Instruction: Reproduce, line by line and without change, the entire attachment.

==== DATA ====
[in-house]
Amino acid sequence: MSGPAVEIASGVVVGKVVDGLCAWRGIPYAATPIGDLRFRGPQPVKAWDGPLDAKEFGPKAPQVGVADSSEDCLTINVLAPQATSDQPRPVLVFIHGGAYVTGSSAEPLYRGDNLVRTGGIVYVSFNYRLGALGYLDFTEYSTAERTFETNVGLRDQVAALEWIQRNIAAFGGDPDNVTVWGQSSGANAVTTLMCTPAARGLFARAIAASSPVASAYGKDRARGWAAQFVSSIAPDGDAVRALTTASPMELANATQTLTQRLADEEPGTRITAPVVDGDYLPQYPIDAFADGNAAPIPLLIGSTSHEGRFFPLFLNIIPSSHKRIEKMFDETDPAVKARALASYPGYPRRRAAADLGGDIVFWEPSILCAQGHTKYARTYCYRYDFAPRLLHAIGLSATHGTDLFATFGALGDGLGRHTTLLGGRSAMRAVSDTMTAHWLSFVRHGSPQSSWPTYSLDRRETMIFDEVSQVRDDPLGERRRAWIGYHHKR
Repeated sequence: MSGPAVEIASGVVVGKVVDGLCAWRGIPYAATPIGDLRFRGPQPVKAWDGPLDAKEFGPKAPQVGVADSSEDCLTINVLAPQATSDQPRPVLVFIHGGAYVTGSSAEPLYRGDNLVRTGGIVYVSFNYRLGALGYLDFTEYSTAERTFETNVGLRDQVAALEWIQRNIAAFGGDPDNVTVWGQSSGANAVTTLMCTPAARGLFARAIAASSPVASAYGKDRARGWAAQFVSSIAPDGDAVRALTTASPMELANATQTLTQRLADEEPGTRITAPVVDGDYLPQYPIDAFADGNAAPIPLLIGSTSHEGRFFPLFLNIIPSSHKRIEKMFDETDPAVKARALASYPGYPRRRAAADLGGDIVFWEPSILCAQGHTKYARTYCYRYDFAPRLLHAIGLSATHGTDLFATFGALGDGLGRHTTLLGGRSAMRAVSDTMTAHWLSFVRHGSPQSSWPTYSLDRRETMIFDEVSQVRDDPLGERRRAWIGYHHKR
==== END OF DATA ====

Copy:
[in-house]
Amino acid sequence: MSGPAVEIASGVVVGKVVDGLCAWRGIPYAATPIGDLRFRGPQPVKAWDGPLDAKEFGPKAPQVGVADSSEDCLTINVLAPQATSDQPRPVLVFIHGGAYVTGSSAEPLYRGDNLVRTGGIVYVSFNYRLGALGYLDFTEYSTAERTFETNVGLRDQVAALEWIQRNIAAFGGDPDNVTVWGQSSGANAVTTLMCTPAARGLFARAIAASSPVASAYGKDRARGWAAQFVSSIAPDGDAVRALTTASPMELANATQTLTQRLADEEPGTRITAPVVDGDYLPQYPIDAFADGNAAPIPLLIGSTSHEGRFFPLFLNIIPSSHKRIEKMFDETDPAVKARALASYPGYPRRRAAADLGGDIVFWEPSILCAQGHTKYARTYCYRYDFAPRLLHAIGLSATHGTDLFATFGALGDGLGRHTTLLGGRSAMRAVSDTMTAHWLSFVRHGSPQSSWPTYSLDRRETMIFDEVSQVRDDPLGERRRAWIGYHHKR
Repeated sequence: MSGPAVEIASGVVVGKVVDGLCAWRGIPYAATPIGDLRFRGPQPVKAWDGPLDAKEFGPKAPQVGVADSSEDCLTINVLAPQATSDQPRPVLVFIHGGAYVTGSSAEPLYRGDNLVRTGGIVYVSFNYRLGALGYLDFTEYSTAERTFETNVGLRDQVAALEWIQRNIAAFGGDPDNVTVWGQSSGANAVTTLMCTPAARGLFARAIAASSPVASAYGKDRARGWAAQFVSSIAPDGDAVRALTTASPMELANATQTLTQRLADEEPGTRITAPVVDGDYLPQYPIDAFADGNAAPIPLLIGSTSHEGRFFPLFLNIIPSSHKRIEKMFDETDPAVKARALASYPGYPRRRAAADLGGDIVFWEPSILCAQGHTKYARTYCYRYDFAPRLLHAIGLSATHGTDLFATFGALGDGLGRHTTLLGGRSAMRAVSDTMTAHWLSFVRHGSPQSSWPTYSLDRRETMIFDEVSQVRDDPLGERRRAWIGYHHKR